Salman Ansari Menschen · Natur · Leben · Literatur · Musik


About Indian music

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Here are six beds in this huge room. Five of them are empty.

Here are six beds in this huge room. Five of them are empty. Some bed sheets are hanging loosely down touching, the floor, telling you that they were probably abandoned in haste. It is early in the morning. Someone is there in the dining room. I hear the sound of a spoon scraping over china; I hear a metallic tune of something falling to the floor, probably a fork or a knife. I inhale the strong smell of porridge and boiled milk slightly diluted by the sweet odour of toasted bread diffusing now into the bedroom, spreading freely, driving out smells of sweat and indefinable body odours secreted during the night. I hear the door leading to the garden falling noisily into its frame; I hear hasty steps towards the garden fence, the clattering of a bicycle followed by the ringing of the bell, just two or three strokes muffled fading away quickly. Now I hear the gravel pushed backward by rolling wheels. I know that my sister is now well underway. She takes her bike to cycle to her school.

I see my younger brother asleep on one of the six beds. He has rolled his body, his knees are almost touching his belly and his arms are crossed over his forehead. My mother is still in her room. Soon she will find out that my brother has decided not to attend school. He must have been shaken by my other brothers and sisters again and again in a vain effort to wake him up. The Sun is already flooding the bedroom; the two chameleons absolutely motionless are glued to the wall high up near the ceiling. Now and then I hear buzzing of flies. They fly in and out again. I hear the cook talking to the cat. I am familiar with the very characteristic shades of his voice when he talks to the cat, probably sitting in front of the kitchen waiting for her morning meal. I hear the cook open the door and then again come out of the kitchen, and now his voice starts singing abstract words forming sounds of affection, they seem to hug and kiss the cat simultaneously. I hear the cat talking to him, and again and again I hear the sound of a spoon scarping the earthen bowl emptying leftovers from some lunch or dinner. I hear water splashing, once or twice the gardener coughs. I smell evaporated droplets bringing the smell of Eucalyptus to my nose. Far away I hear the high pitched cries of the buzzard followed by the chattering of the parrots and stentorian calls of the crows. I see my brother dressed in his grey shirt and khaki trouser. He prefers not to change for the night. My mother does not like it when we mention this. Now I hear the voice of the lady who has come to clean the house and to make the beds. I hear her ask the gardener if my mother is up. She enters the bedroom and soon realizes that one bed is still occupied. She knocks on my mother’s door. I hear my mother asking her to come in.  She complains that she cannot clean the bedroom. I hear my mother telling her to clean first the other rooms.

Here is my brother, here is his bed, and here are his shoes and here his socks. Is he really asleep? Why is his body not relaxed? Why is he not in the school?  No one would think of doing him any harm there. My brother is an excellent student. Maybe he is just tired or even breeding some disease. But then this is already the third day since he started missing his classes. My mother is ready now. She enters the bedroom with six beds, hastily looks at my brother still motionless in his bed and enters the dinning room. She asks the cook to bring the tea and then she calls my brother to come and join her. “Come my child, come!” My brother is up immediately. My brother is now drinking tea with my mother. My brother is still a child and children are not allowed to drink tea. I do not hear them talk. But I hear my mother planning the daily meals together with the cook.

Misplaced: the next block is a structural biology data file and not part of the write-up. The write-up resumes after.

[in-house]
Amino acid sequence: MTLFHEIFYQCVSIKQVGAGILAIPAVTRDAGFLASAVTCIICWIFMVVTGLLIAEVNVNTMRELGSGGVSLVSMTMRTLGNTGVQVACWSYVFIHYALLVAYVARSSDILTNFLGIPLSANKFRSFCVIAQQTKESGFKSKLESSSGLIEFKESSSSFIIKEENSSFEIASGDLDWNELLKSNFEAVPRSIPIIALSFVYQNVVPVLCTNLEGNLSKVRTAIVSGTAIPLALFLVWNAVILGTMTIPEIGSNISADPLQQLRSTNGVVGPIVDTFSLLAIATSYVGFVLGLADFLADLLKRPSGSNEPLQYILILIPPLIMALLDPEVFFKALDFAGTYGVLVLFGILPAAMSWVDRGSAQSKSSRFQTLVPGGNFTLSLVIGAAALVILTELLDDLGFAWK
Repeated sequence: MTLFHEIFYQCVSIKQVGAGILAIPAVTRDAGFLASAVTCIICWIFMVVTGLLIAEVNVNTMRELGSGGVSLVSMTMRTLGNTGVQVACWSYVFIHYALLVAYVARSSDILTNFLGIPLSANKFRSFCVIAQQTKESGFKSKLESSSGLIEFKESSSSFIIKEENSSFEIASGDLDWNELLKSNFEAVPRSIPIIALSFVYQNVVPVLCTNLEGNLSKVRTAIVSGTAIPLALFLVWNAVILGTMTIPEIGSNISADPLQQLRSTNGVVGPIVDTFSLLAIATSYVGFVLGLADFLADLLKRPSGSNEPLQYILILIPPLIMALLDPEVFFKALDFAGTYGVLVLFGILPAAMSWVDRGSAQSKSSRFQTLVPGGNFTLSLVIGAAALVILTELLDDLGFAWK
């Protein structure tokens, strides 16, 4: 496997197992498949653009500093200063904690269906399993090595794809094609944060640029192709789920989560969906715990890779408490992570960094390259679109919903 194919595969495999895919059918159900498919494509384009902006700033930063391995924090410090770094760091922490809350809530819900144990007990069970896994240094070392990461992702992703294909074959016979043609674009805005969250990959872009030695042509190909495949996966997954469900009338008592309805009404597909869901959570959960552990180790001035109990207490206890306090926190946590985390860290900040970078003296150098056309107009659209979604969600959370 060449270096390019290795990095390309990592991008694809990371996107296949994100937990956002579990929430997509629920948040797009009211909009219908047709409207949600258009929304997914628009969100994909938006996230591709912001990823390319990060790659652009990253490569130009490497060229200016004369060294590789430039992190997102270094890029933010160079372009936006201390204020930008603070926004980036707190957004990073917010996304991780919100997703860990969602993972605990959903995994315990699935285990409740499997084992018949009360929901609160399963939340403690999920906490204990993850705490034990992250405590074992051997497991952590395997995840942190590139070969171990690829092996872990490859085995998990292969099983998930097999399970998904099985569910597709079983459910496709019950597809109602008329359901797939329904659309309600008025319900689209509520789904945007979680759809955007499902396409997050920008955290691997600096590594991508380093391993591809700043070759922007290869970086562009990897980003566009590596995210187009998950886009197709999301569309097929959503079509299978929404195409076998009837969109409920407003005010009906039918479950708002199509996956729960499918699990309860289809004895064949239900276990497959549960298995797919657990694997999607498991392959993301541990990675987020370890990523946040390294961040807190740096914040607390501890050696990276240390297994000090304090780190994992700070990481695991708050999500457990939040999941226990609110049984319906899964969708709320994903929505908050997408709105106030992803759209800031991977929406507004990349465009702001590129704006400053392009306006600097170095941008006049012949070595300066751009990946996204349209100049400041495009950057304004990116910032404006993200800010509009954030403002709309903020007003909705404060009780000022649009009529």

Now my brother is back again in the bedroom. He is sitting upright in the middle of his bed, legs crossed. He has lifted his arm as if he were supporting something resting on his shoulder. He has started moving the fingers of his right hand gliding elegantly over an invisible object up and down and than again  fingers vibrating, trembling and pressing on something delicately whereas the fingers of the other hand keep on stroking something or is it rather like pulling some invisible strings?.

Every evening my brother visits his friend. Here is my brother, here is his friend, and here is the house of his friend. Here is the Sitar and here the professional musician teaching his friend to play the Sitar. My brother is watching her practice with uttermost concentration, he is memorising all what the teacher remarks. The comes to him quite obviously. My brother is wondering why girls are allowed to learn to play instruments, boys not. Maybe only girls are predestined to become refined and sophisticated by musical education? Or is it a part of their dowry?

A few days ago I had heard my father arguing with my younger brother. I see and hear them now. Here is my father, here is my brother. My father is looking at my brother with distinct concern in his eyes. My brother has just asked my father to buy him a Sitar. May father is arguing. Is he trying to convince my younger brother? I do not hear all what he says. My father is alarmed that my brother might choose music as his profession. My brother can not follow whatever my father is bringing forward. My brother now knows that my father will not buy him a Sitar.

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